Walt Mossberg

Apple and the Justice Department made closing arguments in the ebook pricing case Thursday. Apple argued that a ruling against it would lead to a “chilling” effect on commerce and content markets in the U.S., while the DOJ said this is a straightforward antitrust suit and compared Apple and publishers to Saudi Arabian oil cartels.

While we wait for Judge Denise Cote’s verdict — which could take weeks or months — here’s a peek at some of the funniest and/or most interesting slides from the closing arguments.

Apple and the Department of Justice gave their opening statements in the e-book price-fixing case United States of America v. Apple Inc. The government presented a position based on interpretations of direct quotes from relevant documents where Apple allegedly discussed ways to raise e-book prices not only on its own platform, but across the industry. Apple defended itself by saying that it acted in no one’s business interests but its own … and the government is “trying to reverse engineer a conspiracy from market effect.”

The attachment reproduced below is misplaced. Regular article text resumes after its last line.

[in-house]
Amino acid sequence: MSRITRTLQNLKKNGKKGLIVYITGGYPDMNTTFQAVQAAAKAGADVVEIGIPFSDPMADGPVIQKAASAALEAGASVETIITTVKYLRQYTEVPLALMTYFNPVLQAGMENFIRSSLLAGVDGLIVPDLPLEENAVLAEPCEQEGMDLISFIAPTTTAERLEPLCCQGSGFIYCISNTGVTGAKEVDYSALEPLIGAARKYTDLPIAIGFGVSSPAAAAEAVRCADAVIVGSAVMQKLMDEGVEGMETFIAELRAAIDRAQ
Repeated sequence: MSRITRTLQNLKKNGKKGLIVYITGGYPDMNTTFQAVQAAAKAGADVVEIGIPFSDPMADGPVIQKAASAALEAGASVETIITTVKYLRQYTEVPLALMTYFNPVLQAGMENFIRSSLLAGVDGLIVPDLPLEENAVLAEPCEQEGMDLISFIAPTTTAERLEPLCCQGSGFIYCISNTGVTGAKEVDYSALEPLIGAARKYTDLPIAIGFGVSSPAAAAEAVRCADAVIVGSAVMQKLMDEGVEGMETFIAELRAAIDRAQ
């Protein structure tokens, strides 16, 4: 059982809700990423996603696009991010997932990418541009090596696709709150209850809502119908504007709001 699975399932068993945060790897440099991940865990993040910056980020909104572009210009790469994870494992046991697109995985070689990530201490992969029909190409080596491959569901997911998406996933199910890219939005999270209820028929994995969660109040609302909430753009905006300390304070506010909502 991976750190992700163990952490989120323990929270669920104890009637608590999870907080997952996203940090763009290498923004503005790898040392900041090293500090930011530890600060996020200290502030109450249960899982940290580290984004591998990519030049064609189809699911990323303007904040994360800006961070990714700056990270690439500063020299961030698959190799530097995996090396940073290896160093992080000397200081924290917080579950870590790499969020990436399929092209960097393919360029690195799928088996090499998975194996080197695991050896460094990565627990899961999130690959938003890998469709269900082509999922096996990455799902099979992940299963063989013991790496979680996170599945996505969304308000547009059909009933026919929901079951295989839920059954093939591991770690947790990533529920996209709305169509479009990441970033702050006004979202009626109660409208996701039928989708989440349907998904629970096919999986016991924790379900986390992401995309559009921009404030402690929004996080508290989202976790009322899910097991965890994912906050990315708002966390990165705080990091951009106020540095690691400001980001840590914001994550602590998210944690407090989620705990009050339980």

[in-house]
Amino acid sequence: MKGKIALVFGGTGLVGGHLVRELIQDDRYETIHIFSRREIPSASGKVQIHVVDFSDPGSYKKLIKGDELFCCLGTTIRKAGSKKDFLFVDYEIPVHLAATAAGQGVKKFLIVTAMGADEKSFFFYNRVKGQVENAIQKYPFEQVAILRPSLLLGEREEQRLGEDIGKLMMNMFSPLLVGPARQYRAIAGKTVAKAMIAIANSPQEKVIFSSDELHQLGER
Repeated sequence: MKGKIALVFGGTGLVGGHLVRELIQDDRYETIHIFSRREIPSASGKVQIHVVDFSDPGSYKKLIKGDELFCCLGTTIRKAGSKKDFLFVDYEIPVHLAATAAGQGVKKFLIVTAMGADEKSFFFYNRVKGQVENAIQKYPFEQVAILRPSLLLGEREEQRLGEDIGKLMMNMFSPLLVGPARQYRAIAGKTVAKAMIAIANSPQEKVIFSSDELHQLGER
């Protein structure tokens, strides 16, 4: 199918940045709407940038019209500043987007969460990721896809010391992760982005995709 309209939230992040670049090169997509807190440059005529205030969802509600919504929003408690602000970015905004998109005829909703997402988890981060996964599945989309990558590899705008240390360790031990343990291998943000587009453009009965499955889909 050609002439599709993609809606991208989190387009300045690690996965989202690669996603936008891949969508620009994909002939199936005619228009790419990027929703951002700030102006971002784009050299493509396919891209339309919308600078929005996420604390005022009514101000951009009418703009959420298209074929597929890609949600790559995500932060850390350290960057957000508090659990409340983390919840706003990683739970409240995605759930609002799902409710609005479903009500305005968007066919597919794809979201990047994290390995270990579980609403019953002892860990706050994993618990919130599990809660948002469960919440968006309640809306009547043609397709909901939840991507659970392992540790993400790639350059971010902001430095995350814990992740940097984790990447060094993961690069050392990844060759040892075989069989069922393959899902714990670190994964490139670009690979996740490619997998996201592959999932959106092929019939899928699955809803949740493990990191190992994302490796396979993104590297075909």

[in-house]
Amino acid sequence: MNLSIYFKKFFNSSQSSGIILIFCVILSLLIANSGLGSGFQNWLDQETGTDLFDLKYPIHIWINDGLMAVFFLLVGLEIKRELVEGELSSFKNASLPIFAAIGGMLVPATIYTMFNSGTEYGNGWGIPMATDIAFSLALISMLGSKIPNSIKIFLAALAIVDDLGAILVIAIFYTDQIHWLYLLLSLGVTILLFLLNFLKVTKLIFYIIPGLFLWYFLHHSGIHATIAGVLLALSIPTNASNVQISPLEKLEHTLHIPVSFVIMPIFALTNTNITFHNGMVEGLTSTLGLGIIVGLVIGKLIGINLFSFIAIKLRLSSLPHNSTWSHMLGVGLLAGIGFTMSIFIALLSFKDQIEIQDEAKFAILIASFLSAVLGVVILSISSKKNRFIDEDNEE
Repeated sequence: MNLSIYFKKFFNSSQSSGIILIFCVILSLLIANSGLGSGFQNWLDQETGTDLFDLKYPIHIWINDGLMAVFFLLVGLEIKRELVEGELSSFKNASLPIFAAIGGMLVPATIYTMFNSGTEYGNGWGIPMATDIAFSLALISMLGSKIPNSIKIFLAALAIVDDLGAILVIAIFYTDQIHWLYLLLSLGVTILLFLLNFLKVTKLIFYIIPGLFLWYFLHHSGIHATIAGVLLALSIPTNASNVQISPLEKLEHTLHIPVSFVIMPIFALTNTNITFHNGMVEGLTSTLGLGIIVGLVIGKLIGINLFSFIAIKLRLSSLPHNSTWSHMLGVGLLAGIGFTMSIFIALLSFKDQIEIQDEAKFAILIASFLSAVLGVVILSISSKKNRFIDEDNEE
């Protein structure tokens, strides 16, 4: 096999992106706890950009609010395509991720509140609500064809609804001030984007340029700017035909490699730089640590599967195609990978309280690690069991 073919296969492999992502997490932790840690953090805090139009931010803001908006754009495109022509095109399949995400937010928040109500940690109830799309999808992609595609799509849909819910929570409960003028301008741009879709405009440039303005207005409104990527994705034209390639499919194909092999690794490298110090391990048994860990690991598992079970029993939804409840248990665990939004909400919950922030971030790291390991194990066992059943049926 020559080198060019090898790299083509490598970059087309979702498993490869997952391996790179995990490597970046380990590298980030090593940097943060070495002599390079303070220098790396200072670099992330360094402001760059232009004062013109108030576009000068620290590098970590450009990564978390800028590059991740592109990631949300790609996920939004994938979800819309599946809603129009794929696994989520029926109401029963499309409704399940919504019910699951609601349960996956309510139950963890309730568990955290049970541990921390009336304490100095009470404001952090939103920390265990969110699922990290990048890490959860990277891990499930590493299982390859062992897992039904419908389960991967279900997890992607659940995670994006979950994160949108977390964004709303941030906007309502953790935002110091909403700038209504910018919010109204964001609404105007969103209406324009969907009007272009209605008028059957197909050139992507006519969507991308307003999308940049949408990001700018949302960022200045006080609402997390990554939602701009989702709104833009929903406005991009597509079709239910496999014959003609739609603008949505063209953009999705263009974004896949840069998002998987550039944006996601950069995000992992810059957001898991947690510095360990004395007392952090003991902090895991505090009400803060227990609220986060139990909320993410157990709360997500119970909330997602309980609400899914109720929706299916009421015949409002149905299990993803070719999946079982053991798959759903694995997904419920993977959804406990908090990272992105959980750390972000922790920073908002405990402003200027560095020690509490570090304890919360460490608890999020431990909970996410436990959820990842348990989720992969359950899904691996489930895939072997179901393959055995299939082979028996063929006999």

In order for book publishers to make the same amount on books in the iBooks store, it seemed evident that they would have to charge more for the books sold there. But they didn’t. How did this happen?

The answer is revealed in the recent biography of Jobs by Walter Isaacson. Buried in a section about the launch of the iPad is a juicy tidbit about how Jobs made an end run around Amazon to the publishers and basically forced Amazon to adopt a new policy in ebook pricing.

More Blogs